1901 Old Suisse Confederacy Nidwalden Hergiswil Schutzenfest Shooting Silver Medal “The Swiss Hero Arnold von Winkelreid, Battle of Sempach”, 45 mm Mintage < 50!
1901 Old Suisse Confederacy Nidwalden Hergiswil Schutzenfest Shooting Silver Medal “The Swiss Hero Arnold von Winkelreid, Battle of Sempach” Mint. < 50! (Book Ref.: Richter 1030-a) High Reliefs Great Condition Lovely Toned Large 45 mm. Ultra Rare!
Note: once cleaned
Putting aside all despair, with uttermost iron-willed strength, bravery beyond any fear, Arnold von Winkelried throws himself valiantly forward, knowing that his momentous deed, no matter how intrepid, will mean his mortal end.
His head turned back with a last marshalling cry to his kinsmen, begged armful of pitiless pikes, piercing deeply into his flesh through his armored mail shirt, his eventual tragic fate for all to see.
Leaning over an already fallen fellow Confederacy halberds-man on his last breath of life, the fearless hero's final rallying cry to all his remaining kinsmen revived spirits, culminating in their refreshed assail upon their foes, splintering the pivotal heroic opening thrown forth by stout-hearted Winkelried.
The moment is now! Lurching onward without a single hesitation, the two-handed iron mace towers from above, prepared to shatter ruthlessly with unrestrained wrath, all foes that dared to come its way.
The Arnold von Winkelried Monument, raised in Stans on the town hall square in Stans, 1865 by sculptor Ferdinand Schlöth.
EIDGENOSSEN, SORGET FUER WEIB UND KIND! - Confederates, care for my woman and children!
Glorious Cross, radiating stylized rays of free liberties and brotherhood, allegory of the Confederacy, raised above the proud couplet blazons emblems of the Nidwalden and Hergiswil is set over an ornate pedestal, with floral laurel branches of paired alpine roses on the sides. Bestowing a champion's garland on him who walks in the footsteps of heroes before him.
Arnold von Winkelried or Arnold Winkelried is the legendary hero of Swiss history, in the Battle of Sempach was fought on 9 July 1386, between Leopold III, Duke of Austria and the Old Swiss Confederacy.
When Old Suisse Confederacy countered the Austrian forces, both armies were in marching columns, and not of readied battle formations. Leopold III had brought with him a sizeable force of estimated 4’000 mostly experienced mercenaries of which 1’500 are heavily armed knights. The Swiss, on the other hand, was heavily outnumbered and at best estimates, consists of only 1’500-2’000 men hailing from the Forest Catons of Lurcerne, Uri, Schwyz, Unterwalden. They had held the wooded high ground close to the village of Hildisrieden.
Seeing the small strength of the confederate forces, the Austrian nobles were concerned that if they sent the mercenaries in front, they might not see any action at all, as the mercenaries would finish the job on their own. Hence, they insisted on taking the front ranks. Since the terrain was not deemed suitable for a cavalry attack, Leopold's knights dismounted, and because they did not have time to prepare for the engagement, they were forced to cut off the tips of their poulaines which would have hindered their movement on foot.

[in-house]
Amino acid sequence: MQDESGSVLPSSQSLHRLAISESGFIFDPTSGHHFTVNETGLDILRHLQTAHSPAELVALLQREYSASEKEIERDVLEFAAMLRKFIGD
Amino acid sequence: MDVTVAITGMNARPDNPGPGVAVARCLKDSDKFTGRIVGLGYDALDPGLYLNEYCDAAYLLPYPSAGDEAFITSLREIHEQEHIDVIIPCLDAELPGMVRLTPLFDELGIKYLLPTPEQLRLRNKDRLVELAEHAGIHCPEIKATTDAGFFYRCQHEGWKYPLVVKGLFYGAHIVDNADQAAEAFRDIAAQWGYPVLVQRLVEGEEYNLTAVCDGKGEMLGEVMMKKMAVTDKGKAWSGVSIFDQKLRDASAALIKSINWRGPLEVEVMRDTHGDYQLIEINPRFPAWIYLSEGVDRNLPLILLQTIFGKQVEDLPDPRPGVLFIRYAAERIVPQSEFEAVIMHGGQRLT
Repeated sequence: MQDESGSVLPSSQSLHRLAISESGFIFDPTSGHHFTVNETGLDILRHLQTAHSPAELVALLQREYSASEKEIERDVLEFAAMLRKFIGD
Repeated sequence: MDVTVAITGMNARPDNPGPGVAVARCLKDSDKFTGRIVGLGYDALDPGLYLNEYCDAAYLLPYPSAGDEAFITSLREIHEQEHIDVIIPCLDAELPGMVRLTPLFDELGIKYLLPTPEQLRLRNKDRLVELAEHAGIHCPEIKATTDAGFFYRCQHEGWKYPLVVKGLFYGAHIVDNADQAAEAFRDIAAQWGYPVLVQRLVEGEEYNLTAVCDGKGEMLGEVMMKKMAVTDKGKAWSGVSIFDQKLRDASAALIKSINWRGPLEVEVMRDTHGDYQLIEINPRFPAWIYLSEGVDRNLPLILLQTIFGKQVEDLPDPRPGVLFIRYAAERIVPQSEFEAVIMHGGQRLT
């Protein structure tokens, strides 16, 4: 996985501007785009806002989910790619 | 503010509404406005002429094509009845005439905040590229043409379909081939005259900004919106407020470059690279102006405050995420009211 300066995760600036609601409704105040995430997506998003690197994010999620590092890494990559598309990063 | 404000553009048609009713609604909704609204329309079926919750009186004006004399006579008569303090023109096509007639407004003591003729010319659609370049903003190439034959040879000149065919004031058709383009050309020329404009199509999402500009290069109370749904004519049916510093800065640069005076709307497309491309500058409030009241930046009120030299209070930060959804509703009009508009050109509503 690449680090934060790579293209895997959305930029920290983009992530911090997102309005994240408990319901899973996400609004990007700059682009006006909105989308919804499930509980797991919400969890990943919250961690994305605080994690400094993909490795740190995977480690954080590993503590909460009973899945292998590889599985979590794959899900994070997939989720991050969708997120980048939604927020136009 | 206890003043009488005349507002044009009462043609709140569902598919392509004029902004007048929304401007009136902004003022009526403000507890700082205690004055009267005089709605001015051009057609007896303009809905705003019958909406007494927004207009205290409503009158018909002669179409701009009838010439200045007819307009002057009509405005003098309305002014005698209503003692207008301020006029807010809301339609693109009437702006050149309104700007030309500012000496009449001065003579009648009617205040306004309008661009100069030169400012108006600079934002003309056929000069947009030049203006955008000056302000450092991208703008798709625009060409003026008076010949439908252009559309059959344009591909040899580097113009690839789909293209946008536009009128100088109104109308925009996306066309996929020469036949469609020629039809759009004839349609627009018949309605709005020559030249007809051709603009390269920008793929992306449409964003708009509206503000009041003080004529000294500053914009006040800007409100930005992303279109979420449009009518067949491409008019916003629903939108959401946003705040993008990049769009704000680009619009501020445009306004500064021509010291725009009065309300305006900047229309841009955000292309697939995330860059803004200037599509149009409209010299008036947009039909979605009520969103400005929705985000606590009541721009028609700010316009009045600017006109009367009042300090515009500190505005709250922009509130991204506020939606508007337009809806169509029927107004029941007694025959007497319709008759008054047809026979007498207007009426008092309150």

The main body of the Confederation army completed its deployment, and stride purposefully from the wooded highlands down onto the flanks of the Austrian knights aggressively. The much larger Austrian force, then held their grounds and purposefully formed a wide flank, threatening to surround the outnumbered confederates.
The Swiss repeatedly assailed, hurling against the formations of Habsburg pikesmen with their seemingly impenetrable walls of spears. Despite repeated tries, the Swiss were growing in desperation, as they simply could not break the close ranks of the Austrian forces and was in grave danger of being mercilessly routed. At this final critical moment, seeing an momentous opening in the enemy’s formation of spears, Winkelried cried: "I want to open a passage into the line; protect, dear countrymen and confederates, my wife and children..." This broke the Austrian front, and an avenue appear through which the Swiss could exploit, breaching initial hapless Habsburg ranks deprived of their spears, and onwards splintering the entire Austrians forces throughout, routing them expeditiously without leniency.
The Swiss victory was against all odds and expectations, Duke Leopold and with him a large number of nobles and knights were slain, including several members of the noble families, in total Swiss lost 200-600 men, whereas the Austrian estimate 1’500 dead of which 400 of them were nobles.
In memory of the self-sacrificing heroism of Arnold von Winkelried at the momentous Battle of Sempach, 9thJuly 1386 where against all odds, the Forest Cantons of the Swiss Confederacy were victorious against the vastly larger, more battle experienced and well armoured Habsburg army of Leopold III.